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Can AMC escape penny stock hell in 2024?

AMC Entertainment (NYSE:AMC) shares have traded in penny stock hell for all but 14 days so far this year. Aside from a few brief breakouts, like when they rose 135% in two trading days, meme stock investors hoping for a 2021-style revival are unlikely to get their wish.

Although I’m the last person on earth who would write something positive about AMC stock – I recently called it “radioactive” – ​​part of my job as a writer is to examine potential events that could turn a toxic stock into a must-own security.

As I scour the internet for a possible catalyst that could pull AMC out of penny stock hell, there doesn’t seem to be anything obvious that I can rely on as evidence that the turnaround is imminent.

However, Bloomberg recently reported on the company’s efforts to reduce its debt and postpone upcoming maturities in order to reduce short-term pressure on the company.

Although this move seems to me like rearranging the deck chairs on board the Titanic, it seems to be the best and only solution for the company to escape penny stock hell.

Here’s why.

A short-term solution for AMC shares

According to Bloomberg, the company had about $4.5 billion in long-term debt on its balance sheet as of March 31.

Of the $4.5 billion, 64% is due in 2026, according to the 10-Q report for the first quarter of 2024.

It consists of a $1.9 billion senior secured credit facility loan bearing interest at 8.435% and 10%/12% Cash/PIK Toggle Second Lien subordinated notes due 2026 (if the in-kind option is elected). 12% interest will be added to the balance of the notes.

Finally, there is a small amount ($51.5 million) in subordinated bonds bearing an interest rate of 5.875%.

The first two debts are the ones the company wants to get rid of the most. The annual interest payments on these two debts are about $255 million. In 2023, the company’s total interest expense will be $411 million.

If $255 million had been deducted from interest payments in 2023, the operating profit would have been $181 million instead of an operating loss of $74.3 million.

The only problem is that the nearly $2.9 billion in debt isn’t just going away.

However, the Bloomberg article points out that of the $951 million in 10% notes mentioned above, AMC could convert $164 million (plus $6.9 million in accrued interest) into 23.3 million shares of the company’s stock, bringing total outstanding debt closer to $4.32 billion.

If he can repay the 2026 debt for another 5 to 10 years at a lower interest rate than 8.435 to 10%, it will reduce the interest expense and give him more time to find a permanent solution.

The downside of such an agreement

When considering a company’s total debt, not only bonds come into play, but also liabilities from operating leases.

At the end of the first quarter, AMC’s total debt was $8.99 billion, compared to $10.75 billion at the end of 2021. As a result, net debt also decreased from $9.16 billion at the end of 2021 to $8.37 billion as of March 31.

That’s good news, isn’t it? Absolutely. However, the leasing payments are far more burdensome than the interest on the long-term debt.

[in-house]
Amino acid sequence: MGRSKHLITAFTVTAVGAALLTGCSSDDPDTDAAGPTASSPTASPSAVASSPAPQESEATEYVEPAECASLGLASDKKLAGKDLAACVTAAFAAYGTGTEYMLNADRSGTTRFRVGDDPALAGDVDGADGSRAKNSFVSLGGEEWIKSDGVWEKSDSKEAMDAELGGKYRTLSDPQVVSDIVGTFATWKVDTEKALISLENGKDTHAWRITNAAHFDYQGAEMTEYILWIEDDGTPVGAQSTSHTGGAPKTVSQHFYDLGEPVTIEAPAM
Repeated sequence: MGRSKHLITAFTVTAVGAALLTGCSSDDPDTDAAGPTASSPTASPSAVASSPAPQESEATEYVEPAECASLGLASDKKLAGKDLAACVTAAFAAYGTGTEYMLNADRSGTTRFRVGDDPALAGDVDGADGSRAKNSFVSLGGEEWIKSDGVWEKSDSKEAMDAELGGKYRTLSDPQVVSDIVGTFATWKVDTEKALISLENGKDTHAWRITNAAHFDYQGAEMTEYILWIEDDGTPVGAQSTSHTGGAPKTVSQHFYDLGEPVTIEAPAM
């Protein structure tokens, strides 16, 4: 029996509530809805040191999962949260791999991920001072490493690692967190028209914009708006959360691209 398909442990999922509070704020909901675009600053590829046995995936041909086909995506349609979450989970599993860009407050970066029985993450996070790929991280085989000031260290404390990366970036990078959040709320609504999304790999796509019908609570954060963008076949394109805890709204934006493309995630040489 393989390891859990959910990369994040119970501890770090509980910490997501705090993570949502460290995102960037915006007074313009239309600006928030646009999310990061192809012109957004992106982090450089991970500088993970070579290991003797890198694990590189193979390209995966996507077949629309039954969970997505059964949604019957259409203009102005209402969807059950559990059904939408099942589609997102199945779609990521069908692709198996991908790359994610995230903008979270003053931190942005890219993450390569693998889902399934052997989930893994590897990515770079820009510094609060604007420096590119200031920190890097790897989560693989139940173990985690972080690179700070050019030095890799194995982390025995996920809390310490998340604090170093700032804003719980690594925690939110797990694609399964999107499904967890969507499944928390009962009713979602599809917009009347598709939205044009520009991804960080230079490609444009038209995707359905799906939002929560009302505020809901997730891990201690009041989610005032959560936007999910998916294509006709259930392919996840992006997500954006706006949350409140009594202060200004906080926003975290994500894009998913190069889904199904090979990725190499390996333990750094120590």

According to the 10-Q report for the first quarter of 2024, the annual minimum payments for operating leases between 2024 and 2029 will be $4.42 billion, or an average of $736 million per year.

The company cannot forego these payments – I am by no means a credit expert – because I am convinced that otherwise the company would probably breach some of its long-term debt obligations.

While postponing the repayment of long-term debt may reduce a payment problem, it does nothing to alleviate the liquidity problems created by the leases, which affect the company’s ability to pay interest on its debt.

It is the classic case of “chicken or egg”.

You could close theaters, which would lead to lower lease payments, which would lead to lost revenue and a decline in potential cash flow, which would in turn upset lenders and bring debt problems back to the forefront.

Can it escape penny stock hell?

My opinion on AMC remains the same.

The theatre will not be able to overcome its difficulties without finding new sources of income beyond those normally associated with the theatre, such as ticket sales and the sale of food and beverages.

Higher prices have allowed movie theater chains to stay in business, even though ticket sales themselves have been declining since 2002. That year, 1.58 billion tickets were sold at an average ticket price of $5.81, 46% less than the 2024 average of $10.78.

While I would never say never, I can’t imagine ticket sales ever returning to 2002 levels. That means that no matter what AMC does to restructure its debt, it will continue to fight an uphill battle that it is bound to lose.

This is why penny stock status has become the norm for AMC shares.

At the time of publication, Will Ashworth had no position (either directly or indirectly) in the securities mentioned in this article. The opinions expressed in this article are those of the author, subject to InvestorPlace.com Disclosure Policy.

Will Ashworth has been writing about investing full-time since 2008. Publications in which he has appeared include InvestorPlace, The Motley Fool Canada, Investopedia, Kiplinger, and several others in the U.S. and Canada. He particularly enjoys creating model portfolios that stand the test of time. He lives in Halifax, Nova Scotia.

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